Fintech & e-commerce

Exclusive: Crediverso Raises $3.1M Seed To Be The Credit Karma For The Hispanic Community

Illustration of piles of gold coins to represent money

Los Angeles-based Crediverso closed a $3.1 million seed round to help launch its platform later this summer that hopes to connect the growing Hispanic community with the financial offerings it needs.

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The round was led by a group of investors including Bessemer Venture Partners, Act One Ventures, Point 72 Ventures and Clocktower Ventures.

The company is looking to serve one of the largest emerging markets in the world — the growing Hispanic community in the U.S. Despite more than 62 million Hispanic consumers in the U.S., banks and other financial service institutions have had a hard time breaking into the market due to language barriers and not fully understanding the needs there, said founder and CEO Carlos Hernandez.

The Crediverso platform attempts to change that by offering products and services from financial partners that cater to the Hispanic community — including remittance and loan options. The platform, which will be available in both English and Spanish, addresses a need Hernandez knows well from growing up around Southern California.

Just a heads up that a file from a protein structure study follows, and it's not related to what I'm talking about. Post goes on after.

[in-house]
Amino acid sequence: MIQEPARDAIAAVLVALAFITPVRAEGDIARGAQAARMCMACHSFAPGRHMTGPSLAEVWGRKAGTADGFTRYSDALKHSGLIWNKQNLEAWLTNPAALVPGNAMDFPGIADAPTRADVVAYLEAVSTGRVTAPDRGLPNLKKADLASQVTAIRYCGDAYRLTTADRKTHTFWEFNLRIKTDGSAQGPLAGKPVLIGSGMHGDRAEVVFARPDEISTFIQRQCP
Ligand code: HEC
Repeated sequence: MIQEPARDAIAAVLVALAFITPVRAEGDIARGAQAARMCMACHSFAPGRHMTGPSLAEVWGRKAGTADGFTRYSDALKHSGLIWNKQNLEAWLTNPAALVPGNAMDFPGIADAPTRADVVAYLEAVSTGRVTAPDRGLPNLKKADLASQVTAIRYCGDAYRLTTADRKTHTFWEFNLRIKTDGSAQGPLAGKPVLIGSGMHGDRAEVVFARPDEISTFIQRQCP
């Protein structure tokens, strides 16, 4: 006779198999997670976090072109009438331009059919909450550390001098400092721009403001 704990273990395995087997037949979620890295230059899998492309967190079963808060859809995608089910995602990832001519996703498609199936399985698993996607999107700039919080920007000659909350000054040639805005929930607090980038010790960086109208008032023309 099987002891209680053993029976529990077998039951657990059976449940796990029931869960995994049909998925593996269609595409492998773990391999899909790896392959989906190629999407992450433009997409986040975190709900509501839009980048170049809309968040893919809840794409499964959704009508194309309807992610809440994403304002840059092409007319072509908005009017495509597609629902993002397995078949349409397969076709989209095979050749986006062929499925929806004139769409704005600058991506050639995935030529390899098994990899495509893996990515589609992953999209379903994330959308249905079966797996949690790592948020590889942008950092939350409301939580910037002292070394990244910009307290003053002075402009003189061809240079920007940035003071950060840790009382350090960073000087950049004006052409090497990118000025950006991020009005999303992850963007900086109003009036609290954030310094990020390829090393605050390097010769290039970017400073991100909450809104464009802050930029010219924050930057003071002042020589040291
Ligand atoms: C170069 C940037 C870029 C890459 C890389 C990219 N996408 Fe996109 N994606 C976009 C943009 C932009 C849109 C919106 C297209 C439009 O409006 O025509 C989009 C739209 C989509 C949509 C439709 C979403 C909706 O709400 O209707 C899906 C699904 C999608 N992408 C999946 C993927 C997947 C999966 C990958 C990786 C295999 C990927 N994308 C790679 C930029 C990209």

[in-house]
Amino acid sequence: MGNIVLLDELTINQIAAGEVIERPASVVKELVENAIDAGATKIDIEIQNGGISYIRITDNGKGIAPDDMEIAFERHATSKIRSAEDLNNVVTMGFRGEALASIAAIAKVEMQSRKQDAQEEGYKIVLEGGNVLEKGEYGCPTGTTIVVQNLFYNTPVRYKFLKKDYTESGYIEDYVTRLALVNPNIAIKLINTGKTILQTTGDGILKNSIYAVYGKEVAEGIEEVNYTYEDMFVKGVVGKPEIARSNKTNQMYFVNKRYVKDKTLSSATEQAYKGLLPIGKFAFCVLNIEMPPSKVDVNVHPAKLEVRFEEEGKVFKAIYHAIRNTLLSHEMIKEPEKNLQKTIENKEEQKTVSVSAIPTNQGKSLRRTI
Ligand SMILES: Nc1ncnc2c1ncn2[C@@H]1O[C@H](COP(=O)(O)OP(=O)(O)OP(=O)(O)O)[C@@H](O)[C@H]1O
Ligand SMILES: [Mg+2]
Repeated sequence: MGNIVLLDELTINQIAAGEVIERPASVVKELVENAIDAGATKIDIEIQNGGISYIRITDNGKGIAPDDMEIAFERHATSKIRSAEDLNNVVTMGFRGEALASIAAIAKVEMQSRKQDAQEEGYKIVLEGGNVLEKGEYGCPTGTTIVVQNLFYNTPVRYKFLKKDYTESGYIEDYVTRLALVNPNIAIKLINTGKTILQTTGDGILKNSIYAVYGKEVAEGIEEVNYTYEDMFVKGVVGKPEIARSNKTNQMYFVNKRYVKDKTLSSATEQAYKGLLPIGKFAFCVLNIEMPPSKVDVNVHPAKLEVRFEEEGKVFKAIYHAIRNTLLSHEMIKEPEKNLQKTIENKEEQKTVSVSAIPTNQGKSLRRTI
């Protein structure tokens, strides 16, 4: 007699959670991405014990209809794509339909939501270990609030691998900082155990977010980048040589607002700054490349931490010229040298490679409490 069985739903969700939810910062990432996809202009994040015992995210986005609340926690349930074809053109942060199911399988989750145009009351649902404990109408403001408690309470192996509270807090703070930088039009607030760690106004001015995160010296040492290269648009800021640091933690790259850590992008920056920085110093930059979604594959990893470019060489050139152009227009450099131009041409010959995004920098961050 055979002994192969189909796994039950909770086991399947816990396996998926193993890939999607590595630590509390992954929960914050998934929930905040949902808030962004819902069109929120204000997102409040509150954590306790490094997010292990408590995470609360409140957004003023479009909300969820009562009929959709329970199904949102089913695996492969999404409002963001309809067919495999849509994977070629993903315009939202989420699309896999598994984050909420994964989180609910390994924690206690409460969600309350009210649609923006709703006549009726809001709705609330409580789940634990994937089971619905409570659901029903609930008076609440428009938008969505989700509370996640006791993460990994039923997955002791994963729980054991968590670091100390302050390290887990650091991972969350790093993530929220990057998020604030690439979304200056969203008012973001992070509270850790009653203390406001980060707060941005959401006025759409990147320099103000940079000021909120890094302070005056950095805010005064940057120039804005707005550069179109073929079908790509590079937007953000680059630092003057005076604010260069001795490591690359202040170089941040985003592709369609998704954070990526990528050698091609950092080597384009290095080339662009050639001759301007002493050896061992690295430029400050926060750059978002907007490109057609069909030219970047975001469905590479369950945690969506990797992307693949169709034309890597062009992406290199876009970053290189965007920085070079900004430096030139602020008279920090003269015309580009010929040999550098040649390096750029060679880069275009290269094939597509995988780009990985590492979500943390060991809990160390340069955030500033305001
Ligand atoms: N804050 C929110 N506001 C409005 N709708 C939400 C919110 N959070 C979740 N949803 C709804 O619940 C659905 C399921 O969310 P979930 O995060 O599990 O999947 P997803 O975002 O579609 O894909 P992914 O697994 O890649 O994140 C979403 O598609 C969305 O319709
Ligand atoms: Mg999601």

“This is a space I know intimately,” he said. “I saw this firsthand.”

Open market

Hernandez expects the platform to launch later this summer and already has signed up about a dozen financial service companies to offer their products on the site, including US Bank, Western Union and Remitly.

The platform will be free to users, as it monetizes through commission-based and revenue-sharing agreements with providers on the site, Hernandez said. He compares the site to Credit Karma or Chime, but for the Hispanic community, which has had trouble accessing many financial products in the market.

The company, founded last year, will use the money to grow and expand the platform, as well as for sales and marketing, Hernandez said. The company currently only has four full-time employees, but about 30 total workers counting contractors and the like, he said. The company has its engineering team in Mexico, he added.

Crediverso originally was only looking for about $1.5 million in a seed round, but Hernandez said investor reception was and continues to be great to the product. He said while many point to Latin America or parts of Asia as “emerging markets,” the Hispainic community in the U.S. is expected to grow to 94 million by 2030.

“We have one of the largest emerging markets here in the U.S.,” he said.

Alejandro Guerrero, general partner at Act One Ventures, said he also saw firsthand how the U.S. credit system was unavailable to many — including his parents.

“Those life experiences impacted me deeply and are part of what made me instantly recognize that Carlos and Crediverso are different and special,” he said.

“When I met Carlos it was clear that his understanding of this market is unmatched, and that his vision to create a Spanish-language workflow platform with highly curated information and content — along with a much bigger vision as Crediverso scales — was the key to building trust with this community and unlocking a lost market opportunity worth over $1 trillion,” he added.

Illustration: Li-Anne Dias.

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